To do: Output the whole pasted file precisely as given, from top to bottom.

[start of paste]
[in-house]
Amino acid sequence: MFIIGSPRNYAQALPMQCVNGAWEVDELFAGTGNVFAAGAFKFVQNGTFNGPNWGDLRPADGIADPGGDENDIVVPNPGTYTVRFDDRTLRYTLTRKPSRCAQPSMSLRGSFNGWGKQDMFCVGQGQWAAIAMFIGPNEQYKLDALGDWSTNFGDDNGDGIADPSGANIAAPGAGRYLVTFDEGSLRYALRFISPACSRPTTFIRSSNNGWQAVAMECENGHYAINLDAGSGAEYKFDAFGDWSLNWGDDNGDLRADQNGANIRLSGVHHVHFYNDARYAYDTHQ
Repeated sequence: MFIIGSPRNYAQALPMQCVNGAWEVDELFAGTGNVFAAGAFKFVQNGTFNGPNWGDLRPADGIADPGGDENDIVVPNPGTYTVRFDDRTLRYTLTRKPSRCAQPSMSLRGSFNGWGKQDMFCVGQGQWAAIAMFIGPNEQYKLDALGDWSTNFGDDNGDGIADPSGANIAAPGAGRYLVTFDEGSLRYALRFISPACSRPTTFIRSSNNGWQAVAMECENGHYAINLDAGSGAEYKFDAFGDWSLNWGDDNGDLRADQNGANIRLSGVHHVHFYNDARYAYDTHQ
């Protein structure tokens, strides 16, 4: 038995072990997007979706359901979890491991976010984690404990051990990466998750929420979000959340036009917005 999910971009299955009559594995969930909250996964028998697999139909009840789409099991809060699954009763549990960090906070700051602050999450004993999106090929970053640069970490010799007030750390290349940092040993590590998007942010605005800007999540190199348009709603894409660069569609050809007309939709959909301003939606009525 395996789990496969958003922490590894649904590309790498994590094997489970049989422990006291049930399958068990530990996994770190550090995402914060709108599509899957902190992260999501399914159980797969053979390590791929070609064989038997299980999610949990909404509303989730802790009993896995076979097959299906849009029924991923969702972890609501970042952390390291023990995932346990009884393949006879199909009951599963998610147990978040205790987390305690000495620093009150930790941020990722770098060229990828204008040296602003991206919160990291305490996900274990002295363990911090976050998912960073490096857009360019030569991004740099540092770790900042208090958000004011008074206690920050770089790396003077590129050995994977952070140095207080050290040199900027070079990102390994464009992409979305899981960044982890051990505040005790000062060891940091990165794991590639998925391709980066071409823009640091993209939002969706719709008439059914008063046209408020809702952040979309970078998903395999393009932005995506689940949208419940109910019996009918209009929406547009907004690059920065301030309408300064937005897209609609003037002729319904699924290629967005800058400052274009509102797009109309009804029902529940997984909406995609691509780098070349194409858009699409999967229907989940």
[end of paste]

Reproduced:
[in-house]
Amino acid sequence: MFIIGSPRNYAQALPMQCVNGAWEVDELFAGTGNVFAAGAFKFVQNGTFNGPNWGDLRPADGIADPGGDENDIVVPNPGTYTVRFDDRTLRYTLTRKPSRCAQPSMSLRGSFNGWGKQDMFCVGQGQWAAIAMFIGPNEQYKLDALGDWSTNFGDDNGDGIADPSGANIAAPGAGRYLVTFDEGSLRYALRFISPACSRPTTFIRSSNNGWQAVAMECENGHYAINLDAGSGAEYKFDAFGDWSLNWGDDNGDLRADQNGANIRLSGVHHVHFYNDARYAYDTHQ
Repeated sequence: MFIIGSPRNYAQALPMQCVNGAWEVDELFAGTGNVFAAGAFKFVQNGTFNGPNWGDLRPADGIADPGGDENDIVVPNPGTYTVRFDDRTLRYTLTRKPSRCAQPSMSLRGSFNGWGKQDMFCVGQGQWAAIAMFIGPNEQYKLDALGDWSTNFGDDNGDGIADPSGANIAAPGAGRYLVTFDEGSLRYALRFISPACSRPTTFIRSSNNGWQAVAMECENGHYAINLDAGSGAEYKFDAFGDWSLNWGDDNGDLRADQNGANIRLSGVHHVHFYNDARYAYDTHQ
């Protein structure tokens, strides 16, 4: 038995072990997007979706359901979890491991976010984690404990051990990466998750929420979000959340036009917005 999910971009299955009559594995969930909250996964028998697999139909009840789409099991809060699954009763549990960090906070700051602050999450004993999106090929970053640069970490010799007030750390290349940092040993590590998007942010605005800007999540190199348009709603894409660069569609050809007309939709959909301003939606009525 395996789990496969958003922490590894649904590309790498994590094997489970049989422990006291049930399958068990530990996994770190550090995402914060709108599509899957902190992260999501399914159980797969053979390590791929070609064989038997299980999610949990909404509303989730802790009993896995076979097959299906849009029924991923969702972890609501970042952390390291023990995932346990009884393949006879199909009951599963998610147990978040205790987390305690000495620093009150930790941020990722770098060229990828204008040296602003991206919160990291305490996900274990002295363990911090976050998912960073490096857009360019030569991004740099540092770790900042208090958000004011008074206690920050770089790396003077590129050995994977952070140095207080050290040199900027070079990102390994464009992409979305899981960044982890051990505040005790000062060891940091990165794991590639998925391709980066071409823009640091993209939002969706719709008439059914008063046209408020809702952040979309970078998903395999393009932005995506689940949208419940109910019996009918209009929406547009907004690059920065301030309408300064937005897209609609003037002729319904699924290629967005800058400052274009509102797009109309009804029902529940997984909406995609691509780098070349194409858009699409999967229907989940």